There is a broad consensus that the immediate aftermath of a Leave vote in the EU referendum would trigger a short term period of uncertainty – both political and economic. While this is likely to dissipate to some extent in the longer term – though the exact extent is a big topic of discussion (see here and here for our long term view of Brexit) – there would be significant pressure on the Bank of England (BoE) to act to try to mitigate some of the short run economic uncertainty and volatility. However, the nature of the impacts could put the BoE between a rock and a hard place.
The two main impacts which would concern the BoE would be:
- Potential economic uncertainty around Brexit.
- Potential devaluation of Pound Sterling.
The particular focus would be how these impacts might feed through to inflation, the BoE’s main concern.
How might the short term economic uncertainty look?
The Bank of England yesterday warned that leaving the EU could “materially alter the outlook for inflation and output” and could even tip the UK into a “technical recession”. While some have attributed this to ‘project fear’ there are other indicators which suggest that uncertainty over Brexit is weighing on the economy – a factor which could become exacerbated post Brexit until the longer term picture becomes clear.
Recent PMI data has suggested that the uncertainty is weighing on services, manufacturing and construction – though of course other factors are also in play. But a recent slowdown in commercial property transactions as well as IPOs and private equity investments, suggest a similar story. In the aftermath of Brexit there would be some uncertainty over where the UK is going – who will be in charge, what relationship we will seek with the EU, what our domestic approach to regulation and immigration might be and how we will approach trade with the rest of the world to name but a few. As such, it’s not hard to imagine these unknowns weighing on business investment and decision making until the picture becomes clearer.
This could all constitute a short term shock to the economy and also put further downward pressure on inflation. (Of course, the decision over whether to Remain or Leave should in our view be taken on the longer term bigger picture issues).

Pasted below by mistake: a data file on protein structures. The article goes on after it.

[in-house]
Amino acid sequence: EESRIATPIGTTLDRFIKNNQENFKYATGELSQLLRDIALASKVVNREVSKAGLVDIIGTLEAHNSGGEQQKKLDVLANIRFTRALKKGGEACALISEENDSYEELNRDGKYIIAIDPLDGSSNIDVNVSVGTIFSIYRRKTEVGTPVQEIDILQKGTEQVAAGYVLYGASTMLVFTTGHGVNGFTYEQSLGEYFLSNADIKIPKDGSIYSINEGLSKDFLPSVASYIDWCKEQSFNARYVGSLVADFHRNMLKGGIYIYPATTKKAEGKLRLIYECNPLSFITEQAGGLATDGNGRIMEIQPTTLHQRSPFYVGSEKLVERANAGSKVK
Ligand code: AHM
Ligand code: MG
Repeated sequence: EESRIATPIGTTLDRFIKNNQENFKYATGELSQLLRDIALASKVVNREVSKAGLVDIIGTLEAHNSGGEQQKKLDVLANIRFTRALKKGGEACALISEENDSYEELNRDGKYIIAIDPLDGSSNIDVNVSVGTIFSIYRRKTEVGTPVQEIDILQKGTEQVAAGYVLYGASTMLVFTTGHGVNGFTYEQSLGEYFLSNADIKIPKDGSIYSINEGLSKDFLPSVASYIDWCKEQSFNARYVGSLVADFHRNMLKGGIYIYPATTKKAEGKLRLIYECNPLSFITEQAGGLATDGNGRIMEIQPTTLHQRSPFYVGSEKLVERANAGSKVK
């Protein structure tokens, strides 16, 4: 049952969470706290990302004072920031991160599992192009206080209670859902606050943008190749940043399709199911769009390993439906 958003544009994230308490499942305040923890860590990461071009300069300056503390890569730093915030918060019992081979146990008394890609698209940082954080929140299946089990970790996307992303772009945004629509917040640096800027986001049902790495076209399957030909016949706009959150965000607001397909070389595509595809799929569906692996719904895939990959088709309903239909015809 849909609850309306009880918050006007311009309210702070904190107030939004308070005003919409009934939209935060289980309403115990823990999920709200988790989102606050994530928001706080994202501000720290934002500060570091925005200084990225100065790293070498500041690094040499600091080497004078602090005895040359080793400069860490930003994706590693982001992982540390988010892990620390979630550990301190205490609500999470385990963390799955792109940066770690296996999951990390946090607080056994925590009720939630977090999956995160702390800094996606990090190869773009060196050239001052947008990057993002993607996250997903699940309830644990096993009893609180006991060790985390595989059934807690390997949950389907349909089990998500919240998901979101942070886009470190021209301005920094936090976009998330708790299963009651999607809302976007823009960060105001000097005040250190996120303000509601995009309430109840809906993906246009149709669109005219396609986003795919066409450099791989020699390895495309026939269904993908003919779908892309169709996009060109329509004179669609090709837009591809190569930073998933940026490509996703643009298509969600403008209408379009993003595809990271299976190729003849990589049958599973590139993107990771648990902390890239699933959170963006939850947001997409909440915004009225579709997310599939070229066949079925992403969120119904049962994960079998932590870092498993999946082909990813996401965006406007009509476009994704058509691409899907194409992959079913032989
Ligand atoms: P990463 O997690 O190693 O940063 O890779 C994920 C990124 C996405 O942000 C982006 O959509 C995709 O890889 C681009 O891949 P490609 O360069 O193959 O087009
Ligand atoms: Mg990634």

How and why might there be a sharp devaluation following Brexit?
We’ve already seen a sharp decline in the value of sterling – with the effective exchange rate index has declined by 9% since November 2015.
There are three basic channels through which the devaluation might materialise:
- Increased risk premium – uncertainty and volatility would likely increase the short term risk premium on sterling assets, thereby deterring capital inflows. This would feed through to less demand for sterling, therefore a weaker currency.
- Reduced FDI flows – linked to the above but more specific. Given uncertainty over the UK’s relationship with the EU following Brexit there could be a hit to FDI flows, particularly since at least part of the flows are related to access to the single market.
- Increased trade deficit – it’s not clear how much this will be disrupted in the short term since it depends on the firm level response. However, concerns will be largest around services (where we run a large surplus) since there is less precedent for an EU trade agreement with deep services integration. As such, disruption to trade in this area could exacerbate our trade deficit. Any impact will likely be the result of markets pre-empting or positioning for any potential future disruption to services trade.
How large might the devaluation be?
Most market players predict the pound would fall further in the event of Brexit – although the specifics of such predictions should be taken with a large pinch of salt given that this is an unprecedented event. Nevertheless net shorts on the Pound remain near record highs (see chart below), suggesting investors are positioning for a potential further weakening.
The estimates of how much sterling would depreciate vary from 10% (AXA Investment Managers, Bloomberg) to 20% (Goldman Sachs, Citi Group) – though it is unclear whether these come on top of the 9% decline already seen since November.